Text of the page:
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Bristol , United Kingdom
My fifth poetry collection, Learning Finity, will be published early in 2022 by Indigo Dreams. I am co-director of the Leaping Word Poetry Consultancy. https://theleapingword.com

Saturday, 13 October 2018

Filling the Honey Pots of the Mind

It was a beautiful, sunny day and I had nowhere I had to be apart from at home doing the sort of everyday stuff that doesn't get tackled from one month's end to another because there are always more interesting things to do. So I wrassled the dog into the car and set off for Dartmoor.

My destination, and the starting point for our walk, was Buckfast Abbey on the south-eastern edge of the moor. 

Buckfast Abbey has an interesting story of its own, but as soon as I'd parked, I was up off the lane past Fritz's Grave, heading towards Hembury Woods.

(No one seem to know who Fritz was, by the way.)

Once in the woods, I started to make my way up to the hill fort. 

It was a slow, steep way, with much puffing on my part and patient waiting on Ted's.

Entry through the ramparts

Looking along the ditch





Hembury Castle aka Danes Camp was built during the Iron Age. 

Inside there is an 11th or 12th century motte with a surrounding inner bailey, which might have been used for a short time following the Norman Conquest.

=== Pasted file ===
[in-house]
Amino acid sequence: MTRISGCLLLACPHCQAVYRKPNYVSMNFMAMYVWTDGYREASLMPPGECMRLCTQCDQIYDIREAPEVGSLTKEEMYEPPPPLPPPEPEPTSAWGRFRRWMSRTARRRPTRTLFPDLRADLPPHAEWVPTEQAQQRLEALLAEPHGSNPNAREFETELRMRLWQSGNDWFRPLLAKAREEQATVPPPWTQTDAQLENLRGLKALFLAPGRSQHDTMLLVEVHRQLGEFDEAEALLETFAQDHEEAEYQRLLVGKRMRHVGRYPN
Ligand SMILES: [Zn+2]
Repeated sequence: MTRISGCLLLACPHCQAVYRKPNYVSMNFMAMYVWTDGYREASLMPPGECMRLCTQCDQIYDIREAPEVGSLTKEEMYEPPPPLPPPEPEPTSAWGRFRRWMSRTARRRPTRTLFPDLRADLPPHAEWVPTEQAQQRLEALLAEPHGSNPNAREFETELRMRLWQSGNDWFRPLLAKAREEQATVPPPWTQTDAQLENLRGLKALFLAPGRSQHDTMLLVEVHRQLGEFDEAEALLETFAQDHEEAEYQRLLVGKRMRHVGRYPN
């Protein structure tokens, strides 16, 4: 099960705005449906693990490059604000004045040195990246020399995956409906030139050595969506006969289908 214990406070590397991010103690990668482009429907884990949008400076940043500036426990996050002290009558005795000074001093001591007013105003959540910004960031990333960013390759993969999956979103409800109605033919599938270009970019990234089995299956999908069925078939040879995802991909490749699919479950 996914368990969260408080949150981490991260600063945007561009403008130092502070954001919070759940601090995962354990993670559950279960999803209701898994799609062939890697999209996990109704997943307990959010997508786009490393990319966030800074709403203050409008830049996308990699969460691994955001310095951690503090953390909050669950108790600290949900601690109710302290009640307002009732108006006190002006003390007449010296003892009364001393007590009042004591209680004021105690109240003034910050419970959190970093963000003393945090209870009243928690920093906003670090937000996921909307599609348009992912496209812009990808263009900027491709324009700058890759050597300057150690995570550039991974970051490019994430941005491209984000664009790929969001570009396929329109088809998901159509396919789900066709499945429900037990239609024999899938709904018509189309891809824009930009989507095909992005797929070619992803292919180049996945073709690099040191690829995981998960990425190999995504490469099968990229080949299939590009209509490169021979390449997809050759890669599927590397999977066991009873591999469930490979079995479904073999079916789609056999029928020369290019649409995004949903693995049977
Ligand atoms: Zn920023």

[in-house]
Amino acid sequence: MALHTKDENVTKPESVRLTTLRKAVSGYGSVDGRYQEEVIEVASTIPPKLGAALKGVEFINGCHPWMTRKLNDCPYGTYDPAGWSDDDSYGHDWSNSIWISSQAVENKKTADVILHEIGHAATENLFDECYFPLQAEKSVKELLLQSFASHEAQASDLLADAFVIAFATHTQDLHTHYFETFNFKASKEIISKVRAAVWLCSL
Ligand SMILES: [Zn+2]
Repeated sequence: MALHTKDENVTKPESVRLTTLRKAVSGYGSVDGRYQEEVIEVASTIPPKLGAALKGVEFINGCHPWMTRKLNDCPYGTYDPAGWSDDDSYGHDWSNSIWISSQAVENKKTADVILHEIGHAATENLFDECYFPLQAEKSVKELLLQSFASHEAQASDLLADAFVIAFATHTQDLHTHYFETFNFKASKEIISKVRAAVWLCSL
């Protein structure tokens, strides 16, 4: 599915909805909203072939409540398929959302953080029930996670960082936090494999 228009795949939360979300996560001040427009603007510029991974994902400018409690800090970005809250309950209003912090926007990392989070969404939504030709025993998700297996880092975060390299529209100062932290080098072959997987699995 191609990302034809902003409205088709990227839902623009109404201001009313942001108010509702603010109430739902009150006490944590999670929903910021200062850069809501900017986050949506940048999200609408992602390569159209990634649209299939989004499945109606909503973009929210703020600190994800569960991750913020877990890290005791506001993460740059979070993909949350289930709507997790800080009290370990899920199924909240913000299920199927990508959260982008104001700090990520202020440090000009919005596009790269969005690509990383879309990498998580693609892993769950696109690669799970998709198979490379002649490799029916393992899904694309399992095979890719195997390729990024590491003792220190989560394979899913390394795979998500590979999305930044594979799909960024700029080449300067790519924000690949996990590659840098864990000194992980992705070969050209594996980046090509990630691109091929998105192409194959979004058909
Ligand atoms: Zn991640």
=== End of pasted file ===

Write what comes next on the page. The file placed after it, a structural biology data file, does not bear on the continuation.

The legend  - NB there is always a legend - is that at one time the fort was held by the Danes, until some local women allowed themselves to be taken. At night when their captors were asleep, they got up, killed them and let in their countrymen. 

There isn't much of a strategic viewpoint these days on account of all the trees. 

Quite a steep drop down

The next part of our route would take us on a meander back down the hillside to the River Dart at its foot.

It was autumnal and lovely.

The remains of a Viking shield (probably)

Forest fire

A glimpse of the Dart

Local wildlife: Ted ...

... and a crocodile

We wound our way along the right bank of the Dart.

Miss Tick's shambles

The creative team of autumn and sunshine was trying out nifty lighting effects ...

... while the wardrobe department was dressing up in silk-embroidered brocades.

Eventually we had to leave the river and climb back up to the road.

I think Ted misses holidays in Devon as much as I do, as he sat very close to me on a log and we had a bit of a cuddle. 

This day of remembered light, carefully stored in the mind's honey-pots, will have to get us through months of darkness. 



Back at the Abbey there was just time to pick up a modest bottle of tonic wine, much beloved of Glaswegians, I understand, and ex-pat grockles. 

And then it was home. 






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